Because of the rush to demonise modern football, there’s a risk of taking some things for granted. The game’s evolution has, of course, come at the cost of marginalising many supporters, but some pockets of traditional order remain.
The Premier League winners, for instance, are still the team to finish the season with the most points from an even number of games.
Admittedly, that’s a small mercy - or it is until you release that many other sports has traded that format away. Both codes of rugby employ a play-off system and every visible American sport appears to do the same. Why? Because incorporating an end-of-season knockout format into a league competition is way of ratcheting up the drama and a means of ensuring that, whatever happens, nothing can be definitively decided until the last day.
However, rather than being an altruistic measure aimed at engaging fans, European sports tend to head down the road in pursuit of financial gain. Where there are more games there is also typically more television money and the promise of extra revenue has persuaded many a sport to bastardise their format.
The Premier League really likes money. In fact, Richard Scudamore seems to define his own job performance entirely by the size of the broadcasting contracts he’s able to negotiate. With that in mind, how long will it before someone at Gloucester Avenue becomes convinced that First Past The Post is unfit for purpose in the modern sporting world? At what point will the top-four places become qualifying spots for a mini-tournament?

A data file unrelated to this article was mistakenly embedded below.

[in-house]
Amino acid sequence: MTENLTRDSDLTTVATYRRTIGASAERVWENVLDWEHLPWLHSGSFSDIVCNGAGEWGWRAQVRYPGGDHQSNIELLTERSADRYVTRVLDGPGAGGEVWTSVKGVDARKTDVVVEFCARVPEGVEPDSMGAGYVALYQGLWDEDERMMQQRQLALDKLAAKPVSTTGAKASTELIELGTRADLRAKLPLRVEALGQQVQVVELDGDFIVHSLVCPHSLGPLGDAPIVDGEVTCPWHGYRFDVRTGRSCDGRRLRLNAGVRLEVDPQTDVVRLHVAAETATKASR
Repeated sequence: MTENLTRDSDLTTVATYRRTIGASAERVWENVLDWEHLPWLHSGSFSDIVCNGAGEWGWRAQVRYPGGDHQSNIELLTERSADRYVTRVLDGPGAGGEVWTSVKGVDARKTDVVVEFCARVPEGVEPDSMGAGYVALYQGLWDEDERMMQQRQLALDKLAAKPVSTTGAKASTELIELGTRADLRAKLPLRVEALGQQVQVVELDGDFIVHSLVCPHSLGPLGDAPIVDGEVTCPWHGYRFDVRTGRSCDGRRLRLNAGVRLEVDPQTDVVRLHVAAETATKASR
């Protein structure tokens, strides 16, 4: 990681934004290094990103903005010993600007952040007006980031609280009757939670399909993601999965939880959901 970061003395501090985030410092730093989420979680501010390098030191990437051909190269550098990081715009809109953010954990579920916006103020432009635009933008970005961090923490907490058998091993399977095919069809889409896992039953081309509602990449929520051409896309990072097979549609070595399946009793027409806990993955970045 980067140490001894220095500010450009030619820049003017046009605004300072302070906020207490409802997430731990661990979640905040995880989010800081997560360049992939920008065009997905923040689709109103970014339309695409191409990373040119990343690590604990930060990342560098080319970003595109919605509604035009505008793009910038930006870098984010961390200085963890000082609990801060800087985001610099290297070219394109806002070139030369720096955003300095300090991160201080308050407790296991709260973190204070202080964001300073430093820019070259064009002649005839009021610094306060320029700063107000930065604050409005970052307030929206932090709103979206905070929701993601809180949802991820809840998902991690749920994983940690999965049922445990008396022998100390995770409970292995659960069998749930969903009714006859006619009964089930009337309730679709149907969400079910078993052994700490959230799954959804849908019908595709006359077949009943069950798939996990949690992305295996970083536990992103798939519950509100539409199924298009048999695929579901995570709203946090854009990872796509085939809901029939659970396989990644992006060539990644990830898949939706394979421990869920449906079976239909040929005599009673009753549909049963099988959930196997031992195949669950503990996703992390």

The incentive is undeniable. By adding a series of box-office games at the end of a season, the competition could add millions to its value and, if it were to take that step before any of its European competitors, its share of the global football market would be enormous. The existing domestic broadcasters already adore the games between the country’s traditional superpowers and each Manchester United against Liverpool or Chelsea versus Arsenal is presented as being more thrilling and more important than the last. Consider the enthusiasm for a “championship series” which involved those teams - as it surely would, given their financial advantage. Despite this season’s anomalies, the traditional top-five are all still heavily-favoured to be title competitive next year - as evidenced by odds available from m88 (the best online betting websites in Asia) and anticipated by almost every mainstream pundit.
There are contrived justifications for believing that such a mutation could never happen. It would create a scheduling issue, of course, and it would face opposition - quite rightly - from those seeking to protect one of the game’s core principles, but when has the sanctity of tradition ever really proven to be an actual obstacle to modernity? The Premier League owns the competition and it is a business; it will do whatever best serves its financial interests and those of its member clubs.
Maybe this is ten, fifteen, or twenty years away, but it still feels inevitable: the rewards are too great and the superficial, short-term spectacle it would create is too appealing.